2 August 2017 by and Disoute Resolution Alert

South Africa must arrest presidents charged with crimes against humanity

On 6 July 2017 the International Criminal Court (ICC or Court) handed down its judgment in the case concerning South Africa’s failure to arrest Omar al-Bashir, the current President of Sudan. The dispute has its genesis in President al-Bashir’s presence in South Africa in June 2015 to attend the African Union (AU) Summit.

The ICC was asked to answer two questions: (1) was South Africa’s failure to comply with the request for arrest and surrender of President al-Bashir contrary to the provisions of the Rome Statute of the International Criminal Court (Rome Statute); and (2) if so, does the matter warrant referral to the Assembly of States Parties (Assembly) or the United Nations Security Council (UNSC)?

Previously in this saga, the South African High Court ruled that South Africa’s failure to arrest President al-Bashir was inconsistent with the Constitution, the Rome Statute and South Africa’s Implementation of the Rome Statute of the Criminal Court Act, No 27 of 2002. The Supreme Court of Appeal (SCA) subsequently confirmed this ruling.

Before the ICC, South Africa primarily argued that President al-Bashir enjoys immunity from criminal proceedings under customary international law and, given that such immunity had not been waived by Sudan, the ICC could not request South Africa to arrest and surrender the President. Consequently, South Africa was not obliged to do so.

The ICC found that customary international law prevents a state from exercising criminal jurisdiction against a different head of state. However, article 27(2) of the Rome Statute provides that diplomatic immunity does not bar the ICC from exercising its jurisdiction over such a person. This in turn means that these heads of state are not immune to arrest. The irrelevance of diplomatic immunity in relation to proceedings before the ICC is thus incorporated in the Rome Statute as a basic principle to which states parties subscribe by voluntarily ratifying the statute. There is, as such, no immunity to be waived.

As a result, a states party cannot refuse to comply with a request by the ICC for the arrest and surrender of the head of state of another states party as any possible immunity vis-à-vis the ICC has been rendered inapplicable by the ratification of the Rome Statute.

In this particular case, although Sudan is not a party to the Rome Statute, the referral of the matter to the ICC by the UNSC brings the matter within the ICC’s jurisdiction. By triggering the ICC’s jurisdiction, the UNSC has imposed an obligation on Sudan to cooperate fully with the Court in terms of the Rome Statute. By imposing this obligation on Sudan, the effect is that in respect of the situation in Darfur, Sudan has rights and duties analogous to those of a states party.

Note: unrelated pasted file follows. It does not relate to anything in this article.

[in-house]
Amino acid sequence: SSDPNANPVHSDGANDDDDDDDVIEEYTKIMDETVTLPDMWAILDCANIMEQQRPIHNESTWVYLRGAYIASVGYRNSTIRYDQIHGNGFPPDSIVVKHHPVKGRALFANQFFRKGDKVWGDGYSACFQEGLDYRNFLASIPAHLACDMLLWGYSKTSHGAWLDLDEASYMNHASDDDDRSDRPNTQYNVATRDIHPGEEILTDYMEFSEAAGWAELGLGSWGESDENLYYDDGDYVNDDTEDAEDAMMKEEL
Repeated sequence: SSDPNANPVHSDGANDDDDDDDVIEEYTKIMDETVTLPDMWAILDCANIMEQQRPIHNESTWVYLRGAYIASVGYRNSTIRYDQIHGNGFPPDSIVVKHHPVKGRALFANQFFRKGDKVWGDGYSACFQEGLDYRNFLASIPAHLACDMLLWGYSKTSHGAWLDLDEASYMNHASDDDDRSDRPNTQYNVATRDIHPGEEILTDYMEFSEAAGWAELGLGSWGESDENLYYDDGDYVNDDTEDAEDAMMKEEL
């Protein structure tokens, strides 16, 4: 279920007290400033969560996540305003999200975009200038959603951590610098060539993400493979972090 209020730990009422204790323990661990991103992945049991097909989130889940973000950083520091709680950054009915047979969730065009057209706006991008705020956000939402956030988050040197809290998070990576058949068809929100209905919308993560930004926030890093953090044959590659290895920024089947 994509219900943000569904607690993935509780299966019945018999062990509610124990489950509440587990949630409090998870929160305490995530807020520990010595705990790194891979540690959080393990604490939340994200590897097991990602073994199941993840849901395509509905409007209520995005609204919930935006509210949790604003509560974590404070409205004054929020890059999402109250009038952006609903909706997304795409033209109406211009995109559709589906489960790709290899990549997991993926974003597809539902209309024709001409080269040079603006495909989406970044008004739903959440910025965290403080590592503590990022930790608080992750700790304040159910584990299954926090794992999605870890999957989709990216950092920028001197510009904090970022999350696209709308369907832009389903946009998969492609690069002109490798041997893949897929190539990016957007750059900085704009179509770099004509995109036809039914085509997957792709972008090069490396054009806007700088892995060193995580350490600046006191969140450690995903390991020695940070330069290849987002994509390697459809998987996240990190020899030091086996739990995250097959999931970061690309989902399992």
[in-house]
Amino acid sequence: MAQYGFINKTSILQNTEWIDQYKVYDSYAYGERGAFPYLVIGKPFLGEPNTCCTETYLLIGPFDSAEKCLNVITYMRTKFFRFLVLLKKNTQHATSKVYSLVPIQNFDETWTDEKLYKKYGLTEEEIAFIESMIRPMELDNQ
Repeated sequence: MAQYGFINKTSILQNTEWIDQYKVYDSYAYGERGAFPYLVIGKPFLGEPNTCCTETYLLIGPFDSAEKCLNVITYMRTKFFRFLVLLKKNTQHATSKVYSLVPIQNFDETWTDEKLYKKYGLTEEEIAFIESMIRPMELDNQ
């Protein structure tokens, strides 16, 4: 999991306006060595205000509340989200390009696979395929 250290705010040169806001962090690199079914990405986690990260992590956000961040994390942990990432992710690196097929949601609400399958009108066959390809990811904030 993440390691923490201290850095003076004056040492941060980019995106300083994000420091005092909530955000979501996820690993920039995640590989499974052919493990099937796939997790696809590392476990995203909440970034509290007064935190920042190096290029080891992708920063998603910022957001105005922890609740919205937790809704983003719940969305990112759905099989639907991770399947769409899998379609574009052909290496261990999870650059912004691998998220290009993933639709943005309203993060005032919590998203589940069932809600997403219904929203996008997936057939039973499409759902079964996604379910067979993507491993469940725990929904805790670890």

As a consequence, article 27(2) of the Rome Statute applies equally to Sudan which renders any diplomatic immunity belonging to Sudan inapplicable. As such, Sudan cannot claim immunity for President al-Bashir as a sitting head of state, nor may President al-Bashir claim it for himself. There is no immunity that needs to be waived before a states party can arrest him.

Therefore, states parties, including South Africa, have an obligation in international law to arrest and surrender President al-Bashir to the ICC.

Turning to the second question of what to do in relation to South Africa’s non-compliance, South Africa argued that a referral to the Assembly or the UNSC is not warranted as it would cast South Africa in a bad light and would not encourage future cooperation.

The ICC attributed great weight to South Africa’s engagement with it prior to the hearing in an attempt to seek a final legal determination on the obligation to arrest and surrender. This proactive conduct set it apart from previous instances of non-compliance in this matter by other states.

Another important consideration in the exercise of this discretion is whether an external referral would be an effective way of ensuring cooperation in the future. At this point, the ICC relied on the fact that South Africa appears to have accepted that it has a legal obligation to cooperate with the Court under its domestic legal framework by virtue of it withdrawing its appeal against the previous ruling of the SCA.

The Court found that any doubt in relation to the issue of South Africa’s obligation to arrest President al-Bashir has now been laid to rest by both the ICC and the South African courts. A referral to the Assembly or the UNSC would achieve no further cooperation. Therefore, the Court declined to refer the matter to the Assembly or the UNSC.

The South African courts and the ICC itself have now clarified that South Africa was under an obligation to arrest President al-Bashir in June 2015, and – should he enter South African territory again – South Africa shall remain so obliged. It remains to be seen whether South Africa will appeal the ICC’s decision.

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